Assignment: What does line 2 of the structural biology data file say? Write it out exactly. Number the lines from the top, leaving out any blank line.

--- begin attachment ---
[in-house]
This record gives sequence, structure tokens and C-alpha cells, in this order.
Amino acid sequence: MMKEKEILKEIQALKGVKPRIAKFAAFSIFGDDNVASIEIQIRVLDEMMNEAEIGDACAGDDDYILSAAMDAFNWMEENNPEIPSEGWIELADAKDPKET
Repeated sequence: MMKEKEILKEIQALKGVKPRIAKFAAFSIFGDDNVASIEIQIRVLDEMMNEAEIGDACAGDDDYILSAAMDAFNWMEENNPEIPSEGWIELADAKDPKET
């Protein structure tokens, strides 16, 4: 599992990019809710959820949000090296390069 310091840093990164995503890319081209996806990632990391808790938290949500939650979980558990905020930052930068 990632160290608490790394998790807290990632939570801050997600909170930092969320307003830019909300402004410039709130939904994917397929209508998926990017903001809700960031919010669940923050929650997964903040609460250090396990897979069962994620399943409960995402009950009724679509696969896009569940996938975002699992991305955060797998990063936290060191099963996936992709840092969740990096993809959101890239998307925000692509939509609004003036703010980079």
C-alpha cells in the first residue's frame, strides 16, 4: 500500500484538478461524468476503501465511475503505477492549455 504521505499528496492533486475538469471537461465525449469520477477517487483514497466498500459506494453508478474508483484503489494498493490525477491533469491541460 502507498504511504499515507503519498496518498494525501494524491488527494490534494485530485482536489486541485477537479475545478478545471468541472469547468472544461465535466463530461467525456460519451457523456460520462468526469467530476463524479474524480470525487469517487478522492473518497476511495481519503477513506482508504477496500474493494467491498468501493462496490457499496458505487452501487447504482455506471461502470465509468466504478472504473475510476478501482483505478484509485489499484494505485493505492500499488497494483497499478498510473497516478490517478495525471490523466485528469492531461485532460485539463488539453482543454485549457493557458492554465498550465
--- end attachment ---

This record gives sequence, structure tokens and C-alpha cells, in this order.